The Publication Manual of the American Psychological Association—now in its sixth edition since its inception in 1929—is a constant companion to many of our academic writers (whether they like it or not!). We recently interviewed Mary Lynn Skutley, the editorial director of APA Books, who headed up the manual’s latest revision. From Skutley, we learned firsthand just what goes into the making of this slim volume, frenemy to so many.
Needless to say, revising the manual and its five ancillary texts is an undertaking of imposing proportions. “It feels like messing with the Bible,” Skutley said. “I was really aware [of that] and really didn’t want to make changes that were not necessary, because of how much people rely on it.”
Despite its biblical authority, Skutley and her team know that the APA’s role is to serve the manual’s users and reflect their concerns rather than dictate rules from on high. Ultimately, the APA’s primary responsibility is to meet “the needs of researchers and writers, to make their work easier and to encourage the smooth dissemination of information.”
Of course, revising the manual is a Sisyphean task, given the ever-changing universe of scholarly publication. Creating the sixth edition was a painstaking process that entailed soliciting feedback from general users, panels of experts, and internal task forces and editorial boards: “One paragraph in the manual may be the product of an incredible volume of discussion and analysis,” Skutley reported.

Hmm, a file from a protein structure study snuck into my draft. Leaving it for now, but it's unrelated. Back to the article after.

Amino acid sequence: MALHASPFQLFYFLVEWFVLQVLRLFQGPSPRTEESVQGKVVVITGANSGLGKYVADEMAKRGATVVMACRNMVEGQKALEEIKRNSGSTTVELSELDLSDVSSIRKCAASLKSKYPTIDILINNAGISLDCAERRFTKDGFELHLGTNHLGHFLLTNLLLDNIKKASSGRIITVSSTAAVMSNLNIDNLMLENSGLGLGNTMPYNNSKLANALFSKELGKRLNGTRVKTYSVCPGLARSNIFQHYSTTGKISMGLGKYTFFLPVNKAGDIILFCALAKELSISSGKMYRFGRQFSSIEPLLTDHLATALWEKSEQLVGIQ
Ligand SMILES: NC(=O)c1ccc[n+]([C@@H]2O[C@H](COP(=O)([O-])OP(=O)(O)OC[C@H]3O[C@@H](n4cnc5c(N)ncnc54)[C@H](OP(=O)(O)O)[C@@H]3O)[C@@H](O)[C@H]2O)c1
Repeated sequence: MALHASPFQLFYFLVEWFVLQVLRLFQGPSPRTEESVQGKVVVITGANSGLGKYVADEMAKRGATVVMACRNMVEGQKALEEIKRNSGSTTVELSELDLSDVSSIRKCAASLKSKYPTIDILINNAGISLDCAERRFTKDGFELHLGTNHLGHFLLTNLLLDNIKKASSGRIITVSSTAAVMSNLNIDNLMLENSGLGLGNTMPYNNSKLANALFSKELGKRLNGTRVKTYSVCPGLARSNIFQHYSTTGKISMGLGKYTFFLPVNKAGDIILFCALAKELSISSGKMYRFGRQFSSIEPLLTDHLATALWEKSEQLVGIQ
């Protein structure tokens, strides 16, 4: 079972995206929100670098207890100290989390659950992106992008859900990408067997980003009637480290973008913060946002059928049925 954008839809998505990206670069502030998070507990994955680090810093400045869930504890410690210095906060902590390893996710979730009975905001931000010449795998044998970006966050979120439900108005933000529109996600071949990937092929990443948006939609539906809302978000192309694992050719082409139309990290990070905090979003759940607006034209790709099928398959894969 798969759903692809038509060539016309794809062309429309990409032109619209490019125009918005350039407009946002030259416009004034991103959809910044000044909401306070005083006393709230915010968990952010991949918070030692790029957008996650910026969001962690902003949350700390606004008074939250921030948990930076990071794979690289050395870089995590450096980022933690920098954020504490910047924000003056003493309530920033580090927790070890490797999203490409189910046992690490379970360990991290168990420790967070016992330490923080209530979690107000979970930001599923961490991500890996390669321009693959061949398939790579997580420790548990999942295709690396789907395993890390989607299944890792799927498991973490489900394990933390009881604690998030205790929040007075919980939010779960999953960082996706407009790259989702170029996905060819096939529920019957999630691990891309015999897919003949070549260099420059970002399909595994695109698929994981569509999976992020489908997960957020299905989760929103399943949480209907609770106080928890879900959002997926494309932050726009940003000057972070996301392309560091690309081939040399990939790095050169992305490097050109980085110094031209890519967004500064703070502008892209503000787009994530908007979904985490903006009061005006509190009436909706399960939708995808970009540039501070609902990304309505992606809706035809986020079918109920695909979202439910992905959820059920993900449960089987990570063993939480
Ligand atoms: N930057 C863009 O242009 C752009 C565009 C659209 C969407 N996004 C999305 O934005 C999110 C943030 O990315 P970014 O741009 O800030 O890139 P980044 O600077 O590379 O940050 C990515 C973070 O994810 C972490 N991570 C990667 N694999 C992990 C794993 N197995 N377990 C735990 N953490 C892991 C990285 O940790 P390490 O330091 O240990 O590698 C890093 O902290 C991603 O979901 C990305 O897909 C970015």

Many of the updates reflect changes in technology and information sharing. In the sixth edition, Skutley explained, “there were a lot of changes in referencing, with the beginning of digital object identifiers [DOIs] and changes in tracking online resources.”
Other updates involve trying to eradicate bias in language and dealing with historical bias in existing publications; making the organization of the Manual more intuitive and user-friendly; and clarifying concerns about intellectual property and plagiarism in light of changing practices around data sharing.
Maybe the most useful addition has been a companion blog that works to keep pace with changes in the field between editions. APA’s editors diligently respond to questions and criticism, and flexibility is a priority in their decision-making. Skutley wants to “make things as easy for the user as possible—so rather than developing new forms for new kinds of references, for example, we’re trying to use existing forms and communicate them through blog posts.”
As an editorial maven herself, we asked Skutley about her favorite resources for writers. Her personal go-to text is Joseph Williams’s Style: Lessons in Clarity and Grace. For APA users, she also recommends the blog, along with the manual’s companion website.
As for the seventh edition of the manual, its timing “really depends on what happens in the field over the next several years,” Skutley says. And she’s grateful for a bit of respite before starting to push that boulder up the hill again.
English PhD, former arts administrator, obsessive cook, native East Coaster, mom to two rabblerousers.
English PhD, former high school teacher, obsessive organizer, native Midwesterner, mom to three troublemakers.